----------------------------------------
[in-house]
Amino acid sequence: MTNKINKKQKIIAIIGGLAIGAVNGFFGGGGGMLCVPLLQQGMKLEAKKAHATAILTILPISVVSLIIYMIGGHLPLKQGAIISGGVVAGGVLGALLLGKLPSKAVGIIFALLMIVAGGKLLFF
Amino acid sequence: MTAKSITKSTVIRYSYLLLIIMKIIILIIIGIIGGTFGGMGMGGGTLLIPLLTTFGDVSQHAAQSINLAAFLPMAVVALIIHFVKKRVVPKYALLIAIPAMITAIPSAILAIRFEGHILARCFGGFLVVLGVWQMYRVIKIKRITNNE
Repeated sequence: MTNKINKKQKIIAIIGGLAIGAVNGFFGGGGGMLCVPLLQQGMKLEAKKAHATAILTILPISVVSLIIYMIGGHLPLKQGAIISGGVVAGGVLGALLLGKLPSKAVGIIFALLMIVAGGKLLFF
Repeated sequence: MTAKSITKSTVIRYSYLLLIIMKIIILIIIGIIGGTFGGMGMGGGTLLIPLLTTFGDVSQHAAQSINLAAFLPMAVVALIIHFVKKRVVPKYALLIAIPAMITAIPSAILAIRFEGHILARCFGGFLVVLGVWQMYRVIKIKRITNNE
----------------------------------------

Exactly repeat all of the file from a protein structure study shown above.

[in-house]
Amino acid sequence: MTNKINKKQKIIAIIGGLAIGAVNGFFGGGGGMLCVPLLQQGMKLEAKKAHATAILTILPISVVSLIIYMIGGHLPLKQGAIISGGVVAGGVLGALLLGKLPSKAVGIIFALLMIVAGGKLLFF
Amino acid sequence: MTAKSITKSTVIRYSYLLLIIMKIIILIIIGIIGGTFGGMGMGGGTLLIPLLTTFGDVSQHAAQSINLAAFLPMAVVALIIHFVKKRVVPKYALLIAIPAMITAIPSAILAIRFEGHILARCFGGFLVVLGVWQMYRVIKIKRITNNE
Repeated sequence: MTNKINKKQKIIAIIGGLAIGAVNGFFGGGGGMLCVPLLQQGMKLEAKKAHATAILTILPISVVSLIIYMIGGHLPLKQGAIISGGVVAGGVLGALLLGKLPSKAVGIIFALLMIVAGGKLLFF
Repeated sequence: MTAKSITKSTVIRYSYLLLIIMKIIILIIIGIIGGTFGGMGMGGGTLLIPLLTTFGDVSQHAAQSINLAAFLPMAVVALIIHFVKKRVVPKYALLIAIPAMITAIPSAILAIRFEGHILARCFGGFLVVLGVWQMYRVIKIKRITNNE